WALLINGFORD, Conn. (WTNH) — Throughout the summer months, outdoor dining has given Connecticut restaurants a fighting chance as COVID-19 limited indoor dining options. In Wallingford, their Ordinance Committee has approved an extension to outdoor dining, all to give restaurants a little more of a fighting chance.
“It all starts with asking a question,” said Chris Shortell, the Ordinance Committee Chairman in Wallingford. “And it was ‘why does it end on the 31 of October and not begin until April 1?'”
In the age of COVID-19, we’ve seen a little creativity. People and organizations making the best of a bad situation. In Wallingford, it meant something as simple as amending an ordinance that limited the time frame of dining on public sidewalks.
In a unanimous decision, the town council changed the window from April 1 – Oct. 31, to March 1 – Nov. 30.
“I’d always wondered, November can be a warm month, and I always kind of felt like, ‘man, why do we close it down so soon?’ And then with COVID it just reinforced, ‘why don’t we ask these questions?’ And ‘let’s see if we can make some changes.’ So, that’s where it came from.” Shortell said.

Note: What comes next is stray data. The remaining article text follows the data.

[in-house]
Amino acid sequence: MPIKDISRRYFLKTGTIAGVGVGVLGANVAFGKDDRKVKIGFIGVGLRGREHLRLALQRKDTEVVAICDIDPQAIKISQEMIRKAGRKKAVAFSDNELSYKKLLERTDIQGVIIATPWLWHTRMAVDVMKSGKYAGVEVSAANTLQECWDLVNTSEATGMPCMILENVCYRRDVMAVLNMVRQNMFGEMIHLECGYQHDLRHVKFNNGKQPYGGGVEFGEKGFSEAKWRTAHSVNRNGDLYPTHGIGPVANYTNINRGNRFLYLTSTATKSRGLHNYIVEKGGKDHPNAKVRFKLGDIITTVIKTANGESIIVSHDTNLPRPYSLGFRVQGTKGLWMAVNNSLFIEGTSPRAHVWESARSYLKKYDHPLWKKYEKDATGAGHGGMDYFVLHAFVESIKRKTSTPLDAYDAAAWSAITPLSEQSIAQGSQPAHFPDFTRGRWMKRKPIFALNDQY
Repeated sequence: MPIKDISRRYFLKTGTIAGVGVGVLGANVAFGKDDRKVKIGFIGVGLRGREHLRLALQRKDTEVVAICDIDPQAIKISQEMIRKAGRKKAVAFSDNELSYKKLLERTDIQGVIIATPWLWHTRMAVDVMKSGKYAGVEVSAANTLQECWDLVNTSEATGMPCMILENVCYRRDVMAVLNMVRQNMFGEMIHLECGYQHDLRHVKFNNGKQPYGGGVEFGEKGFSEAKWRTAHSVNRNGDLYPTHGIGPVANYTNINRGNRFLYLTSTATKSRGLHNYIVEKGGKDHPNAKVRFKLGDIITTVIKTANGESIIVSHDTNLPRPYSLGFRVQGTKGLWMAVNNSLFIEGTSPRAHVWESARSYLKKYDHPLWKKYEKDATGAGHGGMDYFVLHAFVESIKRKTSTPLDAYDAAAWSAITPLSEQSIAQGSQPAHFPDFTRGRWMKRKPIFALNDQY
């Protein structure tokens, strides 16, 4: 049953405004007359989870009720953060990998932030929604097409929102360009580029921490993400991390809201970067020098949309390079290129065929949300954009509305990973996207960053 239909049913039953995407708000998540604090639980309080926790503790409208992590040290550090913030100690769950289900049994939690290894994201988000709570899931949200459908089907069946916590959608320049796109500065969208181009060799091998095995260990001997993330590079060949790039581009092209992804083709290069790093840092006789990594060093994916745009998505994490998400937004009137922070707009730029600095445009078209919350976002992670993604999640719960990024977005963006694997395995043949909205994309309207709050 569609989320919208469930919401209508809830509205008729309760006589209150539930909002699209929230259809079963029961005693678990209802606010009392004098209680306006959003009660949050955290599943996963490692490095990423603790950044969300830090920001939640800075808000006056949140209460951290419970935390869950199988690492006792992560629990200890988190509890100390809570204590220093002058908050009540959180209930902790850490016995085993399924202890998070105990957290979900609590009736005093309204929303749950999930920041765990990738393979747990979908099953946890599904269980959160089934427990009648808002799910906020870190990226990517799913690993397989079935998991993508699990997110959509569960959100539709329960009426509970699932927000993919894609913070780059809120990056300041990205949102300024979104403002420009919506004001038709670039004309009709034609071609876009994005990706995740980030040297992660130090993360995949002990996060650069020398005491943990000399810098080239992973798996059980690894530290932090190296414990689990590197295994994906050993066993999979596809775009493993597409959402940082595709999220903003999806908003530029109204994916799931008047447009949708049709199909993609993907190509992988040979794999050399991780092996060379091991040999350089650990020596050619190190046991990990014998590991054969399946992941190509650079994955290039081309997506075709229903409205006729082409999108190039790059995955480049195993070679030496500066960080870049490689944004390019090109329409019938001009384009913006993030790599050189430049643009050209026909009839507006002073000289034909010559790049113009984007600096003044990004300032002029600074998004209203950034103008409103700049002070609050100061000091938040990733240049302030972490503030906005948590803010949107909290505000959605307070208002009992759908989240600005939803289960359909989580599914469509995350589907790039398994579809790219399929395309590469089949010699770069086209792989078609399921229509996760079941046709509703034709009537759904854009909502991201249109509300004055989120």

To be clear, the ordinance just covers the center of town. Shortell said you’re dealing with public vs. private property.
“For the most part, those are the restaurants that have sidewalk dining, and the sidewalks are, of course, public,” Shortell said.
These type of events, according to Shortell, bring people together.
“From the government perspective – local government – if our job is to be creative and, where we can, loosen the burden on restaurants,” Shortell said.
Ideally, Shortell would like to help other restaurants, too, on Route 5, for instance. He thinks it’s worth taking a look at some of the town’s other existing ordinances.
“Planning and Zoning really owns a lot of the areas in terms of the rest of the town, but I think we’ll be looking to champion other ideas to see what we can do to encourage this again, beyond COVID,” Shortell said.
Some restaurants have moved into the parking areas to create more outdoor seating, which is not part of the ordinance. That is separate; it was part of Governor Ned Lamont’s executive order.
Shortell told News 8 the extension will go beyond COVID. It’s here to stay.